"While we’re not worst off than when I started, we’re in a similar position and I’ve been in this field for over 20 years, and things should have improved notably,” says Bosé in the documentary. “I’m one of the few women who are top executives in a territory. I do see fantastic women in legal, marketing and communication positions, but it bothers me that no woman presides over a record company. It bothers me to see the lack of women in [Spain’s] sales charts."
Women, she told Billboard later, were often in middle management positions, or in senior positions in legal and marketing, two areas where they were "welcome," according to several of the executives interviewed. But rarely do women climb to the top echelons of power in labels, in management, production or live performance. As Bosé says wryly: "They're in leisure but not in business (Están en el ocio, pero no en el negocio). Money is in the hands of men."
The lack of representation prompted Bosé to seek out other female executives and compile their experiences and advice in a single document. Mujeres de la música premiered in June but will be shown again July 13 and 14 at Madrid’s Universidad Complutense and at Festival BIME in October.
Its purpose, says Bosé, is to raise awareness and inspire.
"It's directed toward to young women who still haven’t made it to the top. We're providing them our legacy and expertise. The point is to gain visibility and break down barriers."
For a preview, watch here:
Here are some key nuggets from Mujeres de la música:
Celia Carrillo, CMO, Ticketmaster: “I personally haven’t faced major discriminatory issues. But I’ve never understood why some of my female colleagues haven’t been even considered for top executive jobs. Personally, at this point in my career, I’ve asked myself why I’ve never been called to even interview for the job of president at a major. It’s not about being upset, but about being perplexed: my career, my curriculum, my education, makes me the perfect candidate for at least an interview […] I’ve felt that sense of injustice of, ‘why not me?’ I’ve remained in a sector where women are very welcome: marketing and communications.”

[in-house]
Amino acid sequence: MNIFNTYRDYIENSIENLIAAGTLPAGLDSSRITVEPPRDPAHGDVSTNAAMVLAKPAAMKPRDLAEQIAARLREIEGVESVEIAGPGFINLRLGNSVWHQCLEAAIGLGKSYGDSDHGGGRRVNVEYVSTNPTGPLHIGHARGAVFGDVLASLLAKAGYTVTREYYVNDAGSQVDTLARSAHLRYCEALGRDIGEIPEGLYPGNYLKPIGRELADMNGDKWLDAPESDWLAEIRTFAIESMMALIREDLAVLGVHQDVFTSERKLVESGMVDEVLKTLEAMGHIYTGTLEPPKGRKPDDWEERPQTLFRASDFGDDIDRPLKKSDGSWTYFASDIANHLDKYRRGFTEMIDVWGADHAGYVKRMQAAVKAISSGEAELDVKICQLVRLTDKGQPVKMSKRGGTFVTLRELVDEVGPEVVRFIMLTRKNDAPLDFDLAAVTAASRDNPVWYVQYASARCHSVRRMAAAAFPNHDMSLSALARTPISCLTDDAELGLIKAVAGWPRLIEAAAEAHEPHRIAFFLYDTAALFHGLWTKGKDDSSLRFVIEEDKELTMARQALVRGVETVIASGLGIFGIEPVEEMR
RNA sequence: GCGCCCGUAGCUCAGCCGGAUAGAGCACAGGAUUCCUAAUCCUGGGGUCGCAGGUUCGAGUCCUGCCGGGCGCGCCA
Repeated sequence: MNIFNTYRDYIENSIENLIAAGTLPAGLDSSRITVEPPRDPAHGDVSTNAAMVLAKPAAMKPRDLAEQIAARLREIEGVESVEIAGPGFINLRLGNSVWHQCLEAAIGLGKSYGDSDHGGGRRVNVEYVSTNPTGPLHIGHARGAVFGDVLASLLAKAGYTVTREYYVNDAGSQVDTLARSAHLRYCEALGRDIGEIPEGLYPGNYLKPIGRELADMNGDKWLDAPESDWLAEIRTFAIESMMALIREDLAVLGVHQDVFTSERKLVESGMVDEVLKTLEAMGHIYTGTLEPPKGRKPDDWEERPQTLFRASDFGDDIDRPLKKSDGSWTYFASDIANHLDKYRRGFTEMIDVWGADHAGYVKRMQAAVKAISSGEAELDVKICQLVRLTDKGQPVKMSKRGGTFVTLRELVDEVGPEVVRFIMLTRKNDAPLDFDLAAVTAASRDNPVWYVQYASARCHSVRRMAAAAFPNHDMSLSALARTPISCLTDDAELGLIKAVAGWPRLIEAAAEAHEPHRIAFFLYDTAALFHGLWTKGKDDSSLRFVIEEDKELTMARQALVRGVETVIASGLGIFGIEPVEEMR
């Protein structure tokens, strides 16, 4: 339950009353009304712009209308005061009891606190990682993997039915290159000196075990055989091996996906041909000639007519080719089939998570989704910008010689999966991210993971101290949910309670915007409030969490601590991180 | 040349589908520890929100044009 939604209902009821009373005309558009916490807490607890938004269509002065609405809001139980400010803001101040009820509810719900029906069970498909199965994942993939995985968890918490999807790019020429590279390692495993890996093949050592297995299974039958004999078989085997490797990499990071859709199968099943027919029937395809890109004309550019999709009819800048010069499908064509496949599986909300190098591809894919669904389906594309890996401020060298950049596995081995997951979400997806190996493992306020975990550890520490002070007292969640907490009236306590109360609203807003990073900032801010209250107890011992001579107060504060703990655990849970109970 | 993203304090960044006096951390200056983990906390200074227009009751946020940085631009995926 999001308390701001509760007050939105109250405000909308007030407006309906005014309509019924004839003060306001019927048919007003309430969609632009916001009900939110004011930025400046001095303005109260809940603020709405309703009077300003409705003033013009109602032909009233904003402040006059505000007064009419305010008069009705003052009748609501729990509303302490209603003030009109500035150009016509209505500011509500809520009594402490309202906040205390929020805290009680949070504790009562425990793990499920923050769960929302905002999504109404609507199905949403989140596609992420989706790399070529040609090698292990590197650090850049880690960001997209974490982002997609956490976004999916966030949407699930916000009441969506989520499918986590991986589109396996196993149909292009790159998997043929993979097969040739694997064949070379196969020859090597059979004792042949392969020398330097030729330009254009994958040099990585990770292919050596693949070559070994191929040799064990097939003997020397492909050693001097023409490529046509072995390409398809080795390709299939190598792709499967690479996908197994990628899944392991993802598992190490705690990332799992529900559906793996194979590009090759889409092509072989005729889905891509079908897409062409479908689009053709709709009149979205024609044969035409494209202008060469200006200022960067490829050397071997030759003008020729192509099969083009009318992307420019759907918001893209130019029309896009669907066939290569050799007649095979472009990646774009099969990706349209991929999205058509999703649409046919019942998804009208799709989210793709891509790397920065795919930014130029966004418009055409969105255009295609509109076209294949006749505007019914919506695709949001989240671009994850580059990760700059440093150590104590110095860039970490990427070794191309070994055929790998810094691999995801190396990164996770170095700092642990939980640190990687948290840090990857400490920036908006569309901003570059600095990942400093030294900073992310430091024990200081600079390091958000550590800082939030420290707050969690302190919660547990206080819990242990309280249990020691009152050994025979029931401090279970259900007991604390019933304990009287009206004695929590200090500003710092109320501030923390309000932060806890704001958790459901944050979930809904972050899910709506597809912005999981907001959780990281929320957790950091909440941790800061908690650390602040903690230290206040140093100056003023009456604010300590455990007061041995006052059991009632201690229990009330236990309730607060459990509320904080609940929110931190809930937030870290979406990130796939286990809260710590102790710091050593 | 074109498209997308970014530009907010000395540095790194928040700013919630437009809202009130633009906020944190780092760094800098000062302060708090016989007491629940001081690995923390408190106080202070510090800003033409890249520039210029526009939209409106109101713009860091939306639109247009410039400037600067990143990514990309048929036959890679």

Gema del Valle: Founder and communications director, Subterfuge:
“The example we give as women is very important. It’s always been difficult for us to gain credibility and gain respect. Many women also have very sexist attitudes and those patterns have to change.”
Marisa Marquez: Marketing director, Live Nation: “It’s very difficult to encounter a female tour manager. There are few international agents who are women. I think it’s because our live music sector at an international level is led by men. We are partly responsible. Education is key, and education begins at home; in non adjudicating roles. School is key. Family is key.”
Sandra Rotondo Urcola: General director, music, Prisa Radio: “Your partner is very important. My husband has allowed me to develop my career and I have two daughters who are fighters.”
Rosa Lagarrigue: Founder/CEO, RLM: "To get ahead, women have to be super women. Women have to be brilliant. There are no mediocre women who triumph. It’s important not to get bogged down with obstacles or sexism. Don’t waste time playing those games. Always forge ahead. If you work well, if you’re excellent at what you do, if you put the time, everyone is put in their place."
Inma Grass: Co-founder and director of communications, Altfonte:
“The hyper sexualization of big female artists worries me. Why do women have to be bombshells? Why isn’t it enough for them to be great singers? And I suppose it’s because men pull those strings, although I imagine some women want to be bombshells. But I’m an optimist. And every day I see more women composers, producers, lighting managers, A&Rs; predominantly male roles are also being filled by women.”
Daniela Bosé, Managing director BMG Spain & Portugal:
“We're seeing a musical style with very sexist lyrics that's appealing to young audiences. I think we’re making a mistake [taking that direction].”
For the full documentary, watch here: